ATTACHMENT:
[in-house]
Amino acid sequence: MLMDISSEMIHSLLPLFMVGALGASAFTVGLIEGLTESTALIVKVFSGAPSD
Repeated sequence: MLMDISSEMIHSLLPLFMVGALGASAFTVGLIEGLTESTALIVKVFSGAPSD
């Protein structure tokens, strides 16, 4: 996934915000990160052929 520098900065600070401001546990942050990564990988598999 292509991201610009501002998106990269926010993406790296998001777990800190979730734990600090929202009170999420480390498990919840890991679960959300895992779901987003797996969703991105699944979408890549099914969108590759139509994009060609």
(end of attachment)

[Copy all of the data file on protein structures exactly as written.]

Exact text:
[in-house]
Amino acid sequence: MLMDISSEMIHSLLPLFMVGALGASAFTVGLIEGLTESTALIVKVFSGAPSD
Repeated sequence: MLMDISSEMIHSLLPLFMVGALGASAFTVGLIEGLTESTALIVKVFSGAPSD
């Protein structure tokens, strides 16, 4: 996934915000990160052929 520098900065600070401001546990942050990564990988598999 292509991201610009501002998106990269926010993406790296998001777990800190979730734990600090929202009170999420480390498990919840890991679960959300895992779901987003797996969703991105699944979408890549099914969108590759139509994009060609």